Monday, July 12, 2010
A group of low income students and parents filed suit in Alameda County Monday July 12 in a case that could affect public education in all of California's cash-strapped school districts.
Attorneys for the Campaign for Quality Education claim that California's school finance system violates the state constitution because it's inadequate to provide all students equal access to a meaningful education.
Per pupil spending in California is among the the lowest in the country, according to the activists, who cite 2005-06 statistics that show the state spent some $2000 less than Louisiana and Alabama and more than $5000 less than states like New York and New Jersey.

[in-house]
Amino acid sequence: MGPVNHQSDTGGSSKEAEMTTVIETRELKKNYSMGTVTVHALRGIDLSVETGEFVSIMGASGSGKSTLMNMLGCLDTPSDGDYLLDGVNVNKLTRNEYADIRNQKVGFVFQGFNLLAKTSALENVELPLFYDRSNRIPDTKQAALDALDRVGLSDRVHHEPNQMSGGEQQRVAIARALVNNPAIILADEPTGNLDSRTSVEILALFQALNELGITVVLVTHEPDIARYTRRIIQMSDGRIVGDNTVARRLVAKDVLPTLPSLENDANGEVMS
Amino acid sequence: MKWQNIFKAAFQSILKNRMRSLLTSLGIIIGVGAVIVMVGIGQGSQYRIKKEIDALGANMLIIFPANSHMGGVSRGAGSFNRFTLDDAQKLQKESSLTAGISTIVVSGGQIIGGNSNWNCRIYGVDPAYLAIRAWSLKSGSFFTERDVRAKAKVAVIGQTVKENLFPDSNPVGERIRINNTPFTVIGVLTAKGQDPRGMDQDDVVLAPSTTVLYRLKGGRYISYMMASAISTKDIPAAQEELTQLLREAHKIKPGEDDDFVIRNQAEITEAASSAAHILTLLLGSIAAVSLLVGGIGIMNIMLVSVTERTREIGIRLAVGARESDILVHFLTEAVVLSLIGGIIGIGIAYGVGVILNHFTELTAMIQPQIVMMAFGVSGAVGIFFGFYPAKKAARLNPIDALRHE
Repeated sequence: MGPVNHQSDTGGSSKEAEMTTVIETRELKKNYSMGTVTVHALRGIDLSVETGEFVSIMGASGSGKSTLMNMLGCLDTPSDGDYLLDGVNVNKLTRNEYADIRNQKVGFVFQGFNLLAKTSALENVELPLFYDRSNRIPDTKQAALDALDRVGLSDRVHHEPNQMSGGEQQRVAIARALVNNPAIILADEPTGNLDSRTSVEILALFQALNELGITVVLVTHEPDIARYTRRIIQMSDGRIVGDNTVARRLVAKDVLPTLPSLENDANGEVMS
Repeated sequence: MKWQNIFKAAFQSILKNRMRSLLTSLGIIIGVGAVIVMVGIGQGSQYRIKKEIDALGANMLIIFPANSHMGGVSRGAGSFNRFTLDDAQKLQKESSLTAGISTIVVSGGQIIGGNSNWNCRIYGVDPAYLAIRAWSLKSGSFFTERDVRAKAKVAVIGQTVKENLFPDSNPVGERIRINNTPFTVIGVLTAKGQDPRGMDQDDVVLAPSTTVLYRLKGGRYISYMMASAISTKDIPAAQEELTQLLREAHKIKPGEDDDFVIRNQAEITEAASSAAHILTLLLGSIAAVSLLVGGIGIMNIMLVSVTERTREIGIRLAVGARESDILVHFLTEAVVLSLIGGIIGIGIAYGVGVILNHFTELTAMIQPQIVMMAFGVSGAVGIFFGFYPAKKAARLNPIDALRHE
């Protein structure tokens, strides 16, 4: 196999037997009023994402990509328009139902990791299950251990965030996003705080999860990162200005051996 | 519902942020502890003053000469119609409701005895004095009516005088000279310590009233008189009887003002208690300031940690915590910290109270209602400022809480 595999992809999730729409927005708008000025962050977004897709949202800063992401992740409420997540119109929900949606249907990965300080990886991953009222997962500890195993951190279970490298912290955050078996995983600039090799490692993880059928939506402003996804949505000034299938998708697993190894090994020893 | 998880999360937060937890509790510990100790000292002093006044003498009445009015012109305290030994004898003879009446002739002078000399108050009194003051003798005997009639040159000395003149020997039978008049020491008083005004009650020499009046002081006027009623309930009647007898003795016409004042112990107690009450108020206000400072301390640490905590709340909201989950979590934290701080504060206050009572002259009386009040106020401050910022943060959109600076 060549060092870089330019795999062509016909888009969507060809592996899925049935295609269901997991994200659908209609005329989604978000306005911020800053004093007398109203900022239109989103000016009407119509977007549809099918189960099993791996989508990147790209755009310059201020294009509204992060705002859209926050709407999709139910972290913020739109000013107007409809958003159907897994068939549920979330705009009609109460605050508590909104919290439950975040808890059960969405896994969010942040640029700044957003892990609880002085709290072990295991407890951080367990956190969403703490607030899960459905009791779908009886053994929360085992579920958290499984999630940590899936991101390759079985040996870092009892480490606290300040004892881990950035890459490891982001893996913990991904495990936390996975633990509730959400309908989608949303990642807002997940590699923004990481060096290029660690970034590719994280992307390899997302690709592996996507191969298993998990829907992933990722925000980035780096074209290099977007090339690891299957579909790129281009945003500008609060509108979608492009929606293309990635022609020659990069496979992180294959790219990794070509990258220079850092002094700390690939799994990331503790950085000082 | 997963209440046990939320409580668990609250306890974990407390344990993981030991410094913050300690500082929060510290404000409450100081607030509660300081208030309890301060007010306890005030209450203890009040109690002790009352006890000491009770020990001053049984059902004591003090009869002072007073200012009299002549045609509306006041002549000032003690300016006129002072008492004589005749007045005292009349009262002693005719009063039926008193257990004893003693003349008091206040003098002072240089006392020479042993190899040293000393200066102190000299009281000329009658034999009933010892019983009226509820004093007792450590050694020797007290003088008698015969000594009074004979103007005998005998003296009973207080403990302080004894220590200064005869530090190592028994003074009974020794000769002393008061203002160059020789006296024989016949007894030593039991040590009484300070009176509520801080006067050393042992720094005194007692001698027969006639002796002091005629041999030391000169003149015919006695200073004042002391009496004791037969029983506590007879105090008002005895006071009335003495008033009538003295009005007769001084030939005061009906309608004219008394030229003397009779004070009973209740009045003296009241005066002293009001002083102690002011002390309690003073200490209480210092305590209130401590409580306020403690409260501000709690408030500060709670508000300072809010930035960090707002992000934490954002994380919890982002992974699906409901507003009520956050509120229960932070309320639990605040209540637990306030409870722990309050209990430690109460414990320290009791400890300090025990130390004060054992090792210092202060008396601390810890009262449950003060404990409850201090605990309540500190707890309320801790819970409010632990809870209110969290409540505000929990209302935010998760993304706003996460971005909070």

Public Advocates of Oakland is one of the legal groups involved in the suit; it was part of a landmark 2000 lawsuit, Williams v California, which was settled by the Schwarzenegger administration with an agreement that low-income students are guaranteed sufficient textbooks, adequately maintained facilities, properly credentialed teachers, and assistance with the high school exit exam.